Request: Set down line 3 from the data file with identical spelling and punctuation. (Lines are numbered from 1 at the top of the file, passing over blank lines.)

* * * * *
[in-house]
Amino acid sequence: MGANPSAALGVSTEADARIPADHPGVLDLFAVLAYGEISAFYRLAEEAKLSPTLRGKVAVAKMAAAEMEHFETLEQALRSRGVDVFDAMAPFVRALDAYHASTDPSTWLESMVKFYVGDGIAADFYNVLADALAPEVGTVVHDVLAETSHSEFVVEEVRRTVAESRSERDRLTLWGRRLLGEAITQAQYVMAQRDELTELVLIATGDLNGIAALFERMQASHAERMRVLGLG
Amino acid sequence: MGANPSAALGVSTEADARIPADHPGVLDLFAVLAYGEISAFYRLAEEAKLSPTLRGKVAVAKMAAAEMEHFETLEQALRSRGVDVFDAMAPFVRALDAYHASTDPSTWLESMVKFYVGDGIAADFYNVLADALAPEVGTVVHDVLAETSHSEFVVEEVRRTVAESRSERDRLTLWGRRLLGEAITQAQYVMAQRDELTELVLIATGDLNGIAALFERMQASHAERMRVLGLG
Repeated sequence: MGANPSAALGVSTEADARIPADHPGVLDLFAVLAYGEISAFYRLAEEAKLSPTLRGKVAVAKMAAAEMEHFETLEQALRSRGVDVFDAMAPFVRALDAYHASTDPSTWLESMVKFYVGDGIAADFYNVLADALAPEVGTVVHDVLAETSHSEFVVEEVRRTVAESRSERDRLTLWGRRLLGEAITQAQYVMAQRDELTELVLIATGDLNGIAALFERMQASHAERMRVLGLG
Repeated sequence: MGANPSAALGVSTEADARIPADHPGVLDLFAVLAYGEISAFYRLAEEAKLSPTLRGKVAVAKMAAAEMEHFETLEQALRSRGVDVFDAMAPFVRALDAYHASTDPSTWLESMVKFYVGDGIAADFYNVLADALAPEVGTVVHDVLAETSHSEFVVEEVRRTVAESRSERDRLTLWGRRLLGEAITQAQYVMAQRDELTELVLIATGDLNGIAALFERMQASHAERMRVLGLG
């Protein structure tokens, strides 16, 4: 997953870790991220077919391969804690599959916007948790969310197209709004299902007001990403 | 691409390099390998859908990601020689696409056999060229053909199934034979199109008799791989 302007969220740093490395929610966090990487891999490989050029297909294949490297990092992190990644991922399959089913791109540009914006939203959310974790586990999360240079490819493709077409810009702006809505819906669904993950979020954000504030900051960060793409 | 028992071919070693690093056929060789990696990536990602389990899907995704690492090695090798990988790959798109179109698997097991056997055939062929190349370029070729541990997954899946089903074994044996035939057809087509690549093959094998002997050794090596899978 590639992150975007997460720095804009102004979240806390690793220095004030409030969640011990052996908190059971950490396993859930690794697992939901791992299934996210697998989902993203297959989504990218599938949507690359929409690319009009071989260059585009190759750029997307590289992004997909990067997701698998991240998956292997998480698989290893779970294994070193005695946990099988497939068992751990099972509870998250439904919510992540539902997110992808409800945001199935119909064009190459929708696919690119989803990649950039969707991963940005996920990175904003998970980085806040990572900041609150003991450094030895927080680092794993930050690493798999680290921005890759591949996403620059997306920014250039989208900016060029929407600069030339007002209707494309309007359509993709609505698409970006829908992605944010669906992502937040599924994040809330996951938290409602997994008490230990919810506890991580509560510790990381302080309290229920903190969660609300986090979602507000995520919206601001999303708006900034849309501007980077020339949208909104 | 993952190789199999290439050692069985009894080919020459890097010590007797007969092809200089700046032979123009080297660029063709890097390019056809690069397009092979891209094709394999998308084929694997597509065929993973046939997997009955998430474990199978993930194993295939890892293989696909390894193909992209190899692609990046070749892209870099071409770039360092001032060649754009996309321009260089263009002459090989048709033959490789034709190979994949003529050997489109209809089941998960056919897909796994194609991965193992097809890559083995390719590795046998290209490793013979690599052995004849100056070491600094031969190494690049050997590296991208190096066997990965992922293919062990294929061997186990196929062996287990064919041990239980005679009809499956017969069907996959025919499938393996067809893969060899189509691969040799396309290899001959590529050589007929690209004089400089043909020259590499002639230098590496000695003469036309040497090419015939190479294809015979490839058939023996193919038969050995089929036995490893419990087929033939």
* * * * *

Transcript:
Amino acid sequence: MGANPSAALGVSTEADARIPADHPGVLDLFAVLAYGEISAFYRLAEEAKLSPTLRGKVAVAKMAAAEMEHFETLEQALRSRGVDVFDAMAPFVRALDAYHASTDPSTWLESMVKFYVGDGIAADFYNVLADALAPEVGTVVHDVLAETSHSEFVVEEVRRTVAESRSERDRLTLWGRRLLGEAITQAQYVMAQRDELTELVLIATGDLNGIAALFERMQASHAERMRVLGLG